Belinda Merhab travels to an ashram in Northern India to find herself, but discovers something else entirely.
Bleary-eyed and hungover with an hour's sleep under my belt is not how I'd imagined starting my journey of spiritual development.
Travelling to an ashram in Rishikesh for a week of silence, meditation and yoga straight from a four-day bender in Goa was clearly an oversight in my itinerary planning.
The grounds of the Parmarth Niketan Ashram are a gorgeous maze of gardens and statues of Hindu deities.
My room is austere but quaint: a timber bed with a blanket for a mattress, a "shower" - otherwise known as a cold water tap - and a squat toilet.
Living in silence, alone with nothing but my thoughts for a week seemed like a great idea three months ago, from the adventure-craving, soul-searching comfort of my work desk.
But I quickly learn that sitting alone in silence does not magically transport you to a higher state of consciousness. So I decide to get out and explore.
Rishikesh is in the foothills of the Himalayas in the North Indian state of Uttarakhand, which is bordered by Nepal and Tibet.
The Beatles put this city on the map in 1968 when they stayed at the Maharishi Mahesh Yogi Ashram, where they are said to have written most of the White Album.
Abandoned decades ago, the crumbling ashram is covered by overgrown jungle and thought-provoking artworks.
Since then, Rishikesh has attracted travellers from around the world seeking enlightenment.
The place is dotted with ashrams and you can spend your days perusing spiritual bookshops, doing all sorts of yoga, meditation and healing classes, or attending satsang (spiritual discussion) with a guru.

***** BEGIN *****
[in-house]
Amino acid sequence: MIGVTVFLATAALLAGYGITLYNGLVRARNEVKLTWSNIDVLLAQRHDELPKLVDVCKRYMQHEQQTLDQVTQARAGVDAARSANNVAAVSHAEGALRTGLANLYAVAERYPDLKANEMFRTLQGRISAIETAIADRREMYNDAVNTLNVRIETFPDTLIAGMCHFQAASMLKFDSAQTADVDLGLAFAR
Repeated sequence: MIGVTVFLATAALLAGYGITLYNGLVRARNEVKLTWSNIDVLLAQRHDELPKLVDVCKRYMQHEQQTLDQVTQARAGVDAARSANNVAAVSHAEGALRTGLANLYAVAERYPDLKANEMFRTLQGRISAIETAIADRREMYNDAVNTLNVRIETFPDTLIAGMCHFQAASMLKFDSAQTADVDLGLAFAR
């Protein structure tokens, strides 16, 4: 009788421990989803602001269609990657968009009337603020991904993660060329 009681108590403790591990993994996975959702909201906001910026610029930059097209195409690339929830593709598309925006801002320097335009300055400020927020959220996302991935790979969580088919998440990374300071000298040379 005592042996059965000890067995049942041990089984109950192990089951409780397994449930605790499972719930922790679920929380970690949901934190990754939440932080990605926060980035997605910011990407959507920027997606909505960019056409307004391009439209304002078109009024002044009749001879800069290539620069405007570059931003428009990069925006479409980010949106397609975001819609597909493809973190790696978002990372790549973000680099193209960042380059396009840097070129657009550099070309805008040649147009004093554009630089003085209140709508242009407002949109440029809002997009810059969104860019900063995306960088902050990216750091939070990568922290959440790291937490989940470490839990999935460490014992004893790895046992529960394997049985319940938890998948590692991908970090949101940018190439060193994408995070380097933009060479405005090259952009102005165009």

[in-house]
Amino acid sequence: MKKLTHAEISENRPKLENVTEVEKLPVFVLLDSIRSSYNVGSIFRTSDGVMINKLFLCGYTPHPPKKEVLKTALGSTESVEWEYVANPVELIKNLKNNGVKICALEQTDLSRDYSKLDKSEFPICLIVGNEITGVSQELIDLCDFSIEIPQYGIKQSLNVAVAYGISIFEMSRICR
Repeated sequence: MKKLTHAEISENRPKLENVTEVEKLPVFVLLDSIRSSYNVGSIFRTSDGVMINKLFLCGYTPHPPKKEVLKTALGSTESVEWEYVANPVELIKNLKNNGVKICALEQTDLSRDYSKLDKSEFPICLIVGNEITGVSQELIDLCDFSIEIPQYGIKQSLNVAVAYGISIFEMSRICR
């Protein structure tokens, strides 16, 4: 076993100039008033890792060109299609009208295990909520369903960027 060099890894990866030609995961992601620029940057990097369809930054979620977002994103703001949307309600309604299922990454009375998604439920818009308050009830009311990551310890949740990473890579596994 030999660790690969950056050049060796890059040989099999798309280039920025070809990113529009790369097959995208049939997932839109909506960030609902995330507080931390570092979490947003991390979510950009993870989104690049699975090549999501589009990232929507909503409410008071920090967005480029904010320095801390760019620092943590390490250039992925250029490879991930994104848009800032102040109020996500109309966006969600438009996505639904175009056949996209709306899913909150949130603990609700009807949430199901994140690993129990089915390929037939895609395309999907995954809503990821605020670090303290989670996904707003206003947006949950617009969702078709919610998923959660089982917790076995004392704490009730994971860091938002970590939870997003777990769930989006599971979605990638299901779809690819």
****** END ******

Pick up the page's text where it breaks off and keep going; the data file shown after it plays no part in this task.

Hindus flock there to wash their sins away by bathing in the holy river Ganga (Ganges), which runs through the city.
The Ganga at Rishikesh is breathtakingly beautiful, flowing fresh and fast from the Himalayas. It bears no resemblance to the Ganga I bathed in at Varanasi where e-coli levels are 3000 times higher than the safe amount.
The streets of Rishikesh are lined with sadhus (holy men) in orange robes, mischievous monkeys and roaming cows.
Vendors greet those passing by with "namaste" and hawk street foods, from steaming masala chai (spiced milk tea) to pani puri (hollow puffs filled with chickpeas and spicy water) and murri mixture, a delicious crunchy and tangy mix of nuts, noodles, onions, tomatoes, coriander and lemon juice, served in pages torn from school books.
Come sunset, it's time to give thanks to Mother Ganga at the evening Ganga Aarti ceremony, at the Parmarth Niketan ashram.
I buy an offering for the river -- a basket made of leaves, filled with marigolds and roses, an incense stick and a candle made of clarified butter, then take off my shoes and walk down to the ghat (steps), where hundreds have gathered, sitting side by side, awaiting the arrival of Pujya Swamiji, the spiritual head of the ashram.
Some are clapping along to the music of the rishikumars (orphan boys taken in as students by the ashram), and others set offerings adrift, watching their candles and roses float out of sight. At the end of the ceremony, the rishikumars light aarti lamps to pass around.
An Indian man with a kind smile passes me a lamp and I'm suddenly surrounded by pilgrims who cup their hands over the flames and raise their palms to their faces, receiving the blessing of the fire. He grabs my arms and shows me how to rotate the lamp clockwise, nodding in approval as I get the hang of it.
My spiritual journey doesn't end up going to plan in Rishikesh - I never do learn how to meditate. But what I end up with is even better.
Getting there: You can get to Rishikesh by road, rail and air. By air, You'll need to fly from Delhi to Dehradun's Jolly Grant Airport and then get a taxi to Rishikesh (there's a pre-paid taxi stand at the airport). Or from Delhi, you can get a taxi (seven hours), train or bus.
Where to stay: Parmarth Niketan Ashram.